Families get word on Catholic schools' fate Wed.

Archdiocese expected to announce which schools are closing

March 03, 2010|By By Mary Gail Hare | The Baltimore Sun

For families across the Roman Catholic Archdiocese of Baltimore, months of waiting will come to an end today when officials detail plans to close several schools.

"We are all absolutely worried," said Gil Jasinski, whose 10-year-old daughter, Sarah, attends St. Clare Elementary School in Essex. "I don't understand any of this. Why is the church shutting down these schools, when they should be promoting them?"

Facing rising costs and declining enrollments - challenges confronting parochial schools from the Midwest to the Northeast - the archdiocese is expected to close several of its 64 schools and reorganize the system of 22,700 students.

Principals will learn their schools' fates at a closed-door meeting with archdiocesan officials this morning in Baltimore, and then inform their staffs and prepare letters to send home with children.

Archbishop Edwin F. O'Brien is scheduled to make a public announcement Thursday. He has pledged to offer a space at a new school to every student displaced by a school closing.

Debbie Pell does not consider St. Mark, the Catonsville school where three of her young children study, at risk of closing. But she does wonder whether the school, with solid buildings, strong enrollment and a growing parish, will be asked to absorb children from any neighboring schools that might close.

"I think the archdiocese is trying to restructure to make the school system more robust," Pell said. "I don't see this as a sign the system is faltering, only that it is consolidating its physical resources."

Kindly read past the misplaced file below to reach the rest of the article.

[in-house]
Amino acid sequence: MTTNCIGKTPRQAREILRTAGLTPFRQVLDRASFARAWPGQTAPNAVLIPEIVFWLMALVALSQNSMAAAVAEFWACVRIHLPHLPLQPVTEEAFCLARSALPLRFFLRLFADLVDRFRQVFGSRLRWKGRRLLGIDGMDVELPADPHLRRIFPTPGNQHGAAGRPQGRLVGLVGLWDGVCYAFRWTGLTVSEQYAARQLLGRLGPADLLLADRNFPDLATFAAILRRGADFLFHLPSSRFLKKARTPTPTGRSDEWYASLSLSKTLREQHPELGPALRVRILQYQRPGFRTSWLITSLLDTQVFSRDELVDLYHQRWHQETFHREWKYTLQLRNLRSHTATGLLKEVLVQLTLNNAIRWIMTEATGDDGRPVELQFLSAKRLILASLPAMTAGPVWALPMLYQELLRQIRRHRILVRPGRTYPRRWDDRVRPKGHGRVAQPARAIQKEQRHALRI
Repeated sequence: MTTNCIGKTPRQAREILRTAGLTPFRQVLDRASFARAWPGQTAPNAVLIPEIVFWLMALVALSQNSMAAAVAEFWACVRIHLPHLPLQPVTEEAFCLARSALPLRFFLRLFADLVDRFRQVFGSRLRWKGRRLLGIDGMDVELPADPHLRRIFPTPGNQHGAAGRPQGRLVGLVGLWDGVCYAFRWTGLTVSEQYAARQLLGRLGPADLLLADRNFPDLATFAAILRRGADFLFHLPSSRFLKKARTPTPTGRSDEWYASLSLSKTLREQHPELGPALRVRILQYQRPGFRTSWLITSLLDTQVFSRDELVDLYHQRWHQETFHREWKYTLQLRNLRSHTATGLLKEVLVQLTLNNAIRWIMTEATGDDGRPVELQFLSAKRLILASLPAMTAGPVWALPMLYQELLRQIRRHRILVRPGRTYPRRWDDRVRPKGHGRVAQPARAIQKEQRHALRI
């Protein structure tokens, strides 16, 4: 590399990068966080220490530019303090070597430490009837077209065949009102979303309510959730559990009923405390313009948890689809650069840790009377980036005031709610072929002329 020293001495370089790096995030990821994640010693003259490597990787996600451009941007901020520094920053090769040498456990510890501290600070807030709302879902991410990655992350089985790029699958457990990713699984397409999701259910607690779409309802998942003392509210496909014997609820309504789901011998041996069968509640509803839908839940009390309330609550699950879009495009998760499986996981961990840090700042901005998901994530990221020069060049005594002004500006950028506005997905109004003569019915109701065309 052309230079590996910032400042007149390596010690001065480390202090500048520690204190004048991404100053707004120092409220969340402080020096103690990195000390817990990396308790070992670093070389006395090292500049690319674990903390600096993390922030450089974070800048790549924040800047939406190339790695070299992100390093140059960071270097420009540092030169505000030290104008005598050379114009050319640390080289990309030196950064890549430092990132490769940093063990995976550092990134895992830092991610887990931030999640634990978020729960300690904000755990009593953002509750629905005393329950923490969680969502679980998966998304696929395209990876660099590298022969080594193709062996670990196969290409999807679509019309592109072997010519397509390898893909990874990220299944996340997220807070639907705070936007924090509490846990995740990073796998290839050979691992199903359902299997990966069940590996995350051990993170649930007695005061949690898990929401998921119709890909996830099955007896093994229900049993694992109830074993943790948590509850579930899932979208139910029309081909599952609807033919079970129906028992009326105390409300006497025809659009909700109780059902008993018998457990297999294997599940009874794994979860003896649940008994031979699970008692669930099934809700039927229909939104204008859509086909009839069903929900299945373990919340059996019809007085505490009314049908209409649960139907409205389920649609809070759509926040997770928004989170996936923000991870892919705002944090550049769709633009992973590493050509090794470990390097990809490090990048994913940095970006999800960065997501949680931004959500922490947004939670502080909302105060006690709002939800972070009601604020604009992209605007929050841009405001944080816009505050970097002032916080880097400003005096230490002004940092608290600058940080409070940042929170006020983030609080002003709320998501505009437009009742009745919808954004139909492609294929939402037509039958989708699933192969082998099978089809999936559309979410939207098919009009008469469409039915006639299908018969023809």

Pauline Greene, whose son is in fourth grade at St. Thomas Aquinas School in Hampden, said the parish school has frequently been the subject of closing rumors.

"It is the heart of Hampden, solvent and has always found a way to stay open," she said. "But a lot of parents are worried that politics will play a role. It's a small school and not as wealthy as or as big as some of the other parishes."

Greene moved recently to Elkridge, but has opted to drive to Hampden rather than transfer her son to a school closer to their new home. She remembers the upheaval she felt decades ago when her own parish school, Ss. Philip and James, closed as part of an earlier reorganization. She had to travel miles to a new middle school, which has long since closed.

"You uproot kids and take them away from schoolmates they have known their whole lives," she said. "We want to keep our son where he has been since pre-school."

Sarah Jasinski started school at Our Lady Queen of Peace in Middle River. When that school closed in 2007, she transferred to St. Clare. Whatever happens now, her father says, he remains committed to Catholic education and will try to keep her in a Catholic school.

"Why can't these schools raise enough money to be self-sufficient?" Gil Jasinski asked.

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